After decades of scholarship on the civil rights movement at the local level, the insights of bottom-up movement history remain essentially invisible in the accepted narrative of the movement and peripheral to debates on how to research, document, and teach about the movement. This collection of original works refocuses attention on this bottom-up history and compels a rethinking of what and who we think is central to the movement.The essays examine such locales as Sunflower County, Mississippi; Memphis, Tennessee; and Wilson, North Carolina; and engage such issues as nonviolence and self-defense, the implications of focusing on women in the movement, and struggles for freedom beyond voting rights and school desegregation. Events and incidents discussed range from the movement's heyday to the present and include the Poor People's Campaign mule train to Washington, D.C., the popular response to the deaths of Rosa Parks and Coretta Scott King, and political cartoons addressing Barack Obama's presidential campaign. The kinds of scholarship represented here--which draw on oral history and activist insights (along with traditional sources) and which bring the specificity of time and place into dialogue with broad themes and a national context--are crucial as we continue to foster scholarly debates, evaluate newer conceptual frameworks, and replace the superficial narrative that persists in the popular imagination.
About the Author
EMILYE CROSBY is a professor of history at the State University of New York at Geneseo. She is the author of A Little Taste of Freedom: The Black Freedom Struggle in Claiborne County, Mississippi.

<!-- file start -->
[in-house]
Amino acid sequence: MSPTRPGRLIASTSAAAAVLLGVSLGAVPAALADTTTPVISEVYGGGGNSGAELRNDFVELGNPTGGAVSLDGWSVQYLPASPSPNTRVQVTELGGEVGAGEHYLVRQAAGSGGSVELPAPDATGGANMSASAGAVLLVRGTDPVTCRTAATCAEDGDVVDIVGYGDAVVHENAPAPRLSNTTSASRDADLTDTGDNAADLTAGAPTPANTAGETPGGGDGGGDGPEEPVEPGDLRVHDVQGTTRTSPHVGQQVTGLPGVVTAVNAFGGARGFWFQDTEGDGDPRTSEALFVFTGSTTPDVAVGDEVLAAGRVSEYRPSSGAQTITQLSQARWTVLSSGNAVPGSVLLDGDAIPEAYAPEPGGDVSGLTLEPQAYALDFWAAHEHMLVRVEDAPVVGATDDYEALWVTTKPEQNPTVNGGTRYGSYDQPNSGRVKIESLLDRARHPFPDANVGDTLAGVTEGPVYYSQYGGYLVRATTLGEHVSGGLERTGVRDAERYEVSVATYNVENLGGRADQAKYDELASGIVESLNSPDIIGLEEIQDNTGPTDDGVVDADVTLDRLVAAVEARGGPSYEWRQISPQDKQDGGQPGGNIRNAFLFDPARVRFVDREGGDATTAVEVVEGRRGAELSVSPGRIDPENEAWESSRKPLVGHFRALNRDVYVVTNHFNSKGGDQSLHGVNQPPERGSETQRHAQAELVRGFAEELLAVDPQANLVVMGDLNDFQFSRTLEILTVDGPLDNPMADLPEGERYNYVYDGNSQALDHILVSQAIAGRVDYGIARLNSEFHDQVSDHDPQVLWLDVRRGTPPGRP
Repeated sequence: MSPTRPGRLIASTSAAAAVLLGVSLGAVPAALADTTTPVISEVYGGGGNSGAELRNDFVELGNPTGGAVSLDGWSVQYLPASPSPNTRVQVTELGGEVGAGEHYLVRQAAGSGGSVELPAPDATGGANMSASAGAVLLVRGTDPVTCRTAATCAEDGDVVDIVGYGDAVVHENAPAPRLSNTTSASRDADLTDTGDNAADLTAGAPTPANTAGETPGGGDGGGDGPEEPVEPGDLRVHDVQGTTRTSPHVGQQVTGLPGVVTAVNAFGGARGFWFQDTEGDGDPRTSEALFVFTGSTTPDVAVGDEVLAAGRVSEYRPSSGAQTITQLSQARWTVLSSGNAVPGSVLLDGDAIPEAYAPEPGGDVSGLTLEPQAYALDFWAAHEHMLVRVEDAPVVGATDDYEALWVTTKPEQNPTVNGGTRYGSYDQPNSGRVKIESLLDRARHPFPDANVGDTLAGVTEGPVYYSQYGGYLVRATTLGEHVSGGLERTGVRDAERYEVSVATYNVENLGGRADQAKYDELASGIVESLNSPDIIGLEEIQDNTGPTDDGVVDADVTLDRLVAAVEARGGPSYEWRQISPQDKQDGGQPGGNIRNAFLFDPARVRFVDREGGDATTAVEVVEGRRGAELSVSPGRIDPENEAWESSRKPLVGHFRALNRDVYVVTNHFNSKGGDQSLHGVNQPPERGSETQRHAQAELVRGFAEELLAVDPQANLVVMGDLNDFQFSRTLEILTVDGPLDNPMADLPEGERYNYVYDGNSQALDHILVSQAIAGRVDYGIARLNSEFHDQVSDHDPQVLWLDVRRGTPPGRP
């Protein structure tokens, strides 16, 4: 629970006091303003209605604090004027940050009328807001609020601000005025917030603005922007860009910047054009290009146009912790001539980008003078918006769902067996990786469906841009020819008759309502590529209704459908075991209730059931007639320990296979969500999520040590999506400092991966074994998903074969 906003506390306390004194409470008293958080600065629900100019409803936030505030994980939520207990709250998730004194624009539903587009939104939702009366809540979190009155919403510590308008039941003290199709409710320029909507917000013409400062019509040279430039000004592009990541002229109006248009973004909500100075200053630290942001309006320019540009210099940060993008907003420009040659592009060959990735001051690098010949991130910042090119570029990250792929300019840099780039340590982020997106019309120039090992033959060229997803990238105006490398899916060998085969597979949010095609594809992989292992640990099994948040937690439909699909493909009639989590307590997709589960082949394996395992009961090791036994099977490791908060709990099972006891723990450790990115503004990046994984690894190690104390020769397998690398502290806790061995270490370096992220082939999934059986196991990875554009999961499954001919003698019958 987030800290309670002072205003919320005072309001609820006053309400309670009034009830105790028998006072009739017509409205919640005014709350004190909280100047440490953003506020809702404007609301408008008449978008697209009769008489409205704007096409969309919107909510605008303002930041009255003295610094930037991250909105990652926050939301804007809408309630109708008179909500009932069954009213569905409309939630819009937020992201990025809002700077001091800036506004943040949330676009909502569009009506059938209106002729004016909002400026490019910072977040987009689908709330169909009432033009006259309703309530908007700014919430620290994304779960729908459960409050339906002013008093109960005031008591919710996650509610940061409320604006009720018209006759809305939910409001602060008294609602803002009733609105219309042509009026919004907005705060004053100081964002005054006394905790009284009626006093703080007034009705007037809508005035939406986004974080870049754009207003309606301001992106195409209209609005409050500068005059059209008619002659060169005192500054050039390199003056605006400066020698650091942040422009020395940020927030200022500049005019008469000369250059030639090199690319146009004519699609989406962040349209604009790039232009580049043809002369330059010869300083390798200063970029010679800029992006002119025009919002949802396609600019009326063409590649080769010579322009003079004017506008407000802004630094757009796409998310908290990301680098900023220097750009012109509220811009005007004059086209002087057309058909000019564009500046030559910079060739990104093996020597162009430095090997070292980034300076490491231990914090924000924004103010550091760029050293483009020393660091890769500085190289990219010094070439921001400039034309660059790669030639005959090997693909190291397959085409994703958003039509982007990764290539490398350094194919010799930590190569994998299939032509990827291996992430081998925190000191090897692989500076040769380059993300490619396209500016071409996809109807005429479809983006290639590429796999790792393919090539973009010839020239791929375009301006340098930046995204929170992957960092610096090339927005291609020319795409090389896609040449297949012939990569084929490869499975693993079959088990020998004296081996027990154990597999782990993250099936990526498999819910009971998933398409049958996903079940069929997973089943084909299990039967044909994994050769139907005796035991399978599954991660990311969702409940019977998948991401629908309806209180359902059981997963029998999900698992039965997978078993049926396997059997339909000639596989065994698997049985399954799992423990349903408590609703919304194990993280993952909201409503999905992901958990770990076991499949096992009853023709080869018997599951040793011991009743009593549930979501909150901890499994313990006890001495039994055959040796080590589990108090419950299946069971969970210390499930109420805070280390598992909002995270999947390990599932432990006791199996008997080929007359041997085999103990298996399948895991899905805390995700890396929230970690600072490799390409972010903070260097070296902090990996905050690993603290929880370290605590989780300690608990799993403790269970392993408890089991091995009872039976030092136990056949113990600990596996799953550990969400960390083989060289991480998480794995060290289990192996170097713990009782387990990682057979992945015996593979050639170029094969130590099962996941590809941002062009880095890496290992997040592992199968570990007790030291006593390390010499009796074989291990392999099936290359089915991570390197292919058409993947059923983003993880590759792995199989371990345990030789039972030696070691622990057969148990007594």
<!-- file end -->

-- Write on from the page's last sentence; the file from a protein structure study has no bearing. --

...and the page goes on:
“Engaging and accessible for nonspecialists and thought provoking for scholars, this well-written, feisty book offers cutting-edge historiography, tools for teachers, and insights for all of us. It is a must read for anyone interested in the freedom struggle and in a just, democratic society.”—Julian Bond, founding member of SNCC and former chair of the NAACP
“Provides the single most compelling interpretation of the African American freedom struggle in the South yet produced. National in scope, deep and concrete, empirical and analytical, clear and accessible, this collection clarifies virtually all the crucial scholarly debates while furnishing engaging examples for students and general readers. Crosby shows us a historic movement as deep as it is long, rooted in the black South, but speaking to the whole world.”—Timothy B. Tyson, author of Radio Free Dixie: Robert F. Williams and the Roots of Black Power
"Civil Rights History from the Ground Up contains a remarkable bounty of insights for teachers and advanced students of civil rights. Emilye Crosby has recruited 'the best and the brightest' for this phenomenal volume, and the result of that combination of talent is simply outstanding."—Komozi Woodard, author of A Nation within a Nation: Amiri Baraka (LeRoi Jones) and Black Power Politics